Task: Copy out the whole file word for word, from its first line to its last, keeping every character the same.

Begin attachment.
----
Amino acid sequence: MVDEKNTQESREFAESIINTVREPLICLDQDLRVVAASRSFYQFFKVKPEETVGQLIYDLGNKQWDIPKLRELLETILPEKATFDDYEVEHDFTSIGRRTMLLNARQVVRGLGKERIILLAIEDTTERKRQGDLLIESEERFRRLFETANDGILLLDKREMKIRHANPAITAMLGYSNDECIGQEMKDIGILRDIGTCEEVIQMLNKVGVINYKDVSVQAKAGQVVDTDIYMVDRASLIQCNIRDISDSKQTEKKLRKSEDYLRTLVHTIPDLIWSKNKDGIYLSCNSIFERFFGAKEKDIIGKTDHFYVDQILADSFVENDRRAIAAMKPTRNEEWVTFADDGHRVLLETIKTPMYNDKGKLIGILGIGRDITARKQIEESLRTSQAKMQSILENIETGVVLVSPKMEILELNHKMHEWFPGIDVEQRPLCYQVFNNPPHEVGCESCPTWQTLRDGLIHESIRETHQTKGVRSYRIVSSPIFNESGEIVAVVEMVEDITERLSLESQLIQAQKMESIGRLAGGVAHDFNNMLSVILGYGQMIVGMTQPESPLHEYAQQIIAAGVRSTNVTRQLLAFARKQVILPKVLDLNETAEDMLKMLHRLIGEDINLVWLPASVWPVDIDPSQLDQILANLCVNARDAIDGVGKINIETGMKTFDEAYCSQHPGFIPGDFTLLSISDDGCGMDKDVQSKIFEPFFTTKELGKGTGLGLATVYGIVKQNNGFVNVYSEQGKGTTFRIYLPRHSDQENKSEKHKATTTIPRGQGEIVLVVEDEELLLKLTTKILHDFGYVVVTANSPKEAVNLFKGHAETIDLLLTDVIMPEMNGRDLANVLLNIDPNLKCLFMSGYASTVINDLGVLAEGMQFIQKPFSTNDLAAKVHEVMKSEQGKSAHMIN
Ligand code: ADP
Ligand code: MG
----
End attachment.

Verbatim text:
Amino acid sequence: MVDEKNTQESREFAESIINTVREPLICLDQDLRVVAASRSFYQFFKVKPEETVGQLIYDLGNKQWDIPKLRELLETILPEKATFDDYEVEHDFTSIGRRTMLLNARQVVRGLGKERIILLAIEDTTERKRQGDLLIESEERFRRLFETANDGILLLDKREMKIRHANPAITAMLGYSNDECIGQEMKDIGILRDIGTCEEVIQMLNKVGVINYKDVSVQAKAGQVVDTDIYMVDRASLIQCNIRDISDSKQTEKKLRKSEDYLRTLVHTIPDLIWSKNKDGIYLSCNSIFERFFGAKEKDIIGKTDHFYVDQILADSFVENDRRAIAAMKPTRNEEWVTFADDGHRVLLETIKTPMYNDKGKLIGILGIGRDITARKQIEESLRTSQAKMQSILENIETGVVLVSPKMEILELNHKMHEWFPGIDVEQRPLCYQVFNNPPHEVGCESCPTWQTLRDGLIHESIRETHQTKGVRSYRIVSSPIFNESGEIVAVVEMVEDITERLSLESQLIQAQKMESIGRLAGGVAHDFNNMLSVILGYGQMIVGMTQPESPLHEYAQQIIAAGVRSTNVTRQLLAFARKQVILPKVLDLNETAEDMLKMLHRLIGEDINLVWLPASVWPVDIDPSQLDQILANLCVNARDAIDGVGKINIETGMKTFDEAYCSQHPGFIPGDFTLLSISDDGCGMDKDVQSKIFEPFFTTKELGKGTGLGLATVYGIVKQNNGFVNVYSEQGKGTTFRIYLPRHSDQENKSEKHKATTTIPRGQGEIVLVVEDEELLLKLTTKILHDFGYVVVTANSPKEAVNLFKGHAETIDLLLTDVIMPEMNGRDLANVLLNIDPNLKCLFMSGYASTVINDLGVLAEGMQFIQKPFSTNDLAAKVHEVMKSEQGKSAHMIN
Ligand code: ADP
Ligand code: MG